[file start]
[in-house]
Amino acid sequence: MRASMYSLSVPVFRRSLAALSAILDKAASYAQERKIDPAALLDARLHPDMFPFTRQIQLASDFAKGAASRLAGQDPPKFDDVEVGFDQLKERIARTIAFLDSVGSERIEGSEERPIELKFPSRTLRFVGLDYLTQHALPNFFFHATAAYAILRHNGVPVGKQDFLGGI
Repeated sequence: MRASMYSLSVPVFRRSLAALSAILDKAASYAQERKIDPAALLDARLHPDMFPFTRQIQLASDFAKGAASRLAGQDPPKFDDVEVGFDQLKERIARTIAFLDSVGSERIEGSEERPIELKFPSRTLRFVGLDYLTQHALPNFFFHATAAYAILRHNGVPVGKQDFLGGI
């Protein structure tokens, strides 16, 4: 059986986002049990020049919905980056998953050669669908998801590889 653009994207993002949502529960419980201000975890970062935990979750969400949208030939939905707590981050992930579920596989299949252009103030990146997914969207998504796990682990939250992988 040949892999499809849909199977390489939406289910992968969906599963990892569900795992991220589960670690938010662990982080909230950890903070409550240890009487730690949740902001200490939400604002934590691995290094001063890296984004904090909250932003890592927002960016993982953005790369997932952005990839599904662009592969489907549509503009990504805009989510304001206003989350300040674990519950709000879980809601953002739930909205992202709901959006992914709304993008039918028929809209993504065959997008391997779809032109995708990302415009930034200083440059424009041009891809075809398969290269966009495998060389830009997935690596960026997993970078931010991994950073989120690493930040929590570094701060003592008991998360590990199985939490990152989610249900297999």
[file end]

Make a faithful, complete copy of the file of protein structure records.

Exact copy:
[in-house]
Amino acid sequence: MRASMYSLSVPVFRRSLAALSAILDKAASYAQERKIDPAALLDARLHPDMFPFTRQIQLASDFAKGAASRLAGQDPPKFDDVEVGFDQLKERIARTIAFLDSVGSERIEGSEERPIELKFPSRTLRFVGLDYLTQHALPNFFFHATAAYAILRHNGVPVGKQDFLGGI
Repeated sequence: MRASMYSLSVPVFRRSLAALSAILDKAASYAQERKIDPAALLDARLHPDMFPFTRQIQLASDFAKGAASRLAGQDPPKFDDVEVGFDQLKERIARTIAFLDSVGSERIEGSEERPIELKFPSRTLRFVGLDYLTQHALPNFFFHATAAYAILRHNGVPVGKQDFLGGI
């Protein structure tokens, strides 16, 4: 059986986002049990020049919905980056998953050669669908998801590889 653009994207993002949502529960419980201000975890970062935990979750969400949208030939939905707590981050992930579920596989299949252009103030990146997914969207998504796990682990939250992988 040949892999499809849909199977390489939406289910992968969906599963990892569900795992991220589960670690938010662990982080909230950890903070409550240890009487730690949740902001200490939400604002934590691995290094001063890296984004904090909250932003890592927002960016993982953005790369997932952005990839599904662009592969489907549509503009990504805009989510304001206003989350300040674990519950709000879980809601953002739930909205992202709901959006992914709304993008039918028929809209993504065959997008391997779809032109995708990302415009930034200083440059424009041009891809075809398969290269966009495998060389830009997935690596960026997993970078931010991994950073989120690493930040929590570094701060003592008991998360590990199985939490990152989610249900297999």